English 243 Final Exam Study Guide 2011 (REVISED) - ENGLISH...

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ENGLISH 243 FINAL EXAM STUDY GUIDE, 2011All of the terms below should be familiar to you already. Please note that not all of them will be on the final exam. One way, but not the only way, for you to review the material is to look over the two previous exams.PART ITerms & Definitions (With apologies to Webster’s Dictionary, ThePrinceton Encyclopedia of Poetry and Poeticsand The Longman Dictionary of Poetic Termsfor borrowing phrases and concepts.)Alliteration: Most often thought of as pattern of repeated initial consonant soundsAllusion(literary allusion): A reference in a literary work to another literary work, figure of speech, character, or placeAnaphora: from Greek “carrying back”: A rhetorical device in which successivelines, phrases, clauses, or sentences begin with the same word or phraseAnthem: A song or hymn of praise or gladnessAphorism: A terse or concise formulation of a truthApostrophe: from Greek “turning away”: A rhetorical device in which a speaker or writer addresses an absent person, an abstraction, or inanimate objectAssonance: The repetition of vowel soundsAvant Garde: A group that develops new or experimental concepts in the artsBallad: from Latin “dance”: a short narrative songBallad Stanza: A quatrain in which the odd lines have 4 stresses, the even lines 3, and rhymes ABCB or ABAB Caesura: from Latin, “cutting or metrical pause”: A pause or break within a line of poetry, occurring near the beginning, middle, or end of the line. Usually signaled by a punctuation markCarpe Diem: from Latin “pluck the day”: A phrase that comes from the Latin poet Horace and is commonly translated as “seize the day.” A convention of poetry that exhorts someone to live as fully in the present moment as possible. Frequently used as a seduction strategy to urge a woman to give into her desires before she grows too oldChiasmus: from Greek, “placing crosswise”: a repetition of words or phrases in inverted orderChorus: from Greek “dancing”: A stanza of a song that is repeated. Originates in Greek drama as a single or collective voice that intrudes on the action of the play to provide commentary of some kindCommon Meter: Also called Common Measure. The meter of the ballad stanza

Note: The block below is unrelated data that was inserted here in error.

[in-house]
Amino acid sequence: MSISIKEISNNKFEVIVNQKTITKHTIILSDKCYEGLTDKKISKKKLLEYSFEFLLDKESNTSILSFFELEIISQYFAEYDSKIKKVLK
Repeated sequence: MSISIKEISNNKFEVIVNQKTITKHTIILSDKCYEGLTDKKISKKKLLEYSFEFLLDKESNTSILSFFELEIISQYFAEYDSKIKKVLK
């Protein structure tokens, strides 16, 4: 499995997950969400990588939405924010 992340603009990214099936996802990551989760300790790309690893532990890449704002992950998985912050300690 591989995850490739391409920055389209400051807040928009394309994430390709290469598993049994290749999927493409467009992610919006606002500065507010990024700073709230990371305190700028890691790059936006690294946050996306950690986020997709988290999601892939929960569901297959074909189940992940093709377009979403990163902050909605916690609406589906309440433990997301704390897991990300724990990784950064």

Conceit: A trope that conveys a striking or elaborate or extended metaphorConnotation: The associative, metaphoric, or symbolic meaning of a word or imageConsonance: The repetition of consonant soundsConvention: An established technique, style, or device that is commonly agreed upon. Use of the sonnet as a love poem is a convention as is the fact that sonnets contain 14 lines and the love represented is unrequitedCurse: A prayer or invocation for harm or injury to come to someoneDenotation: The literal meaning of a word or imageDiction: Word choice and arrangement, i.e.: abstract, concrete, colloquial, formal

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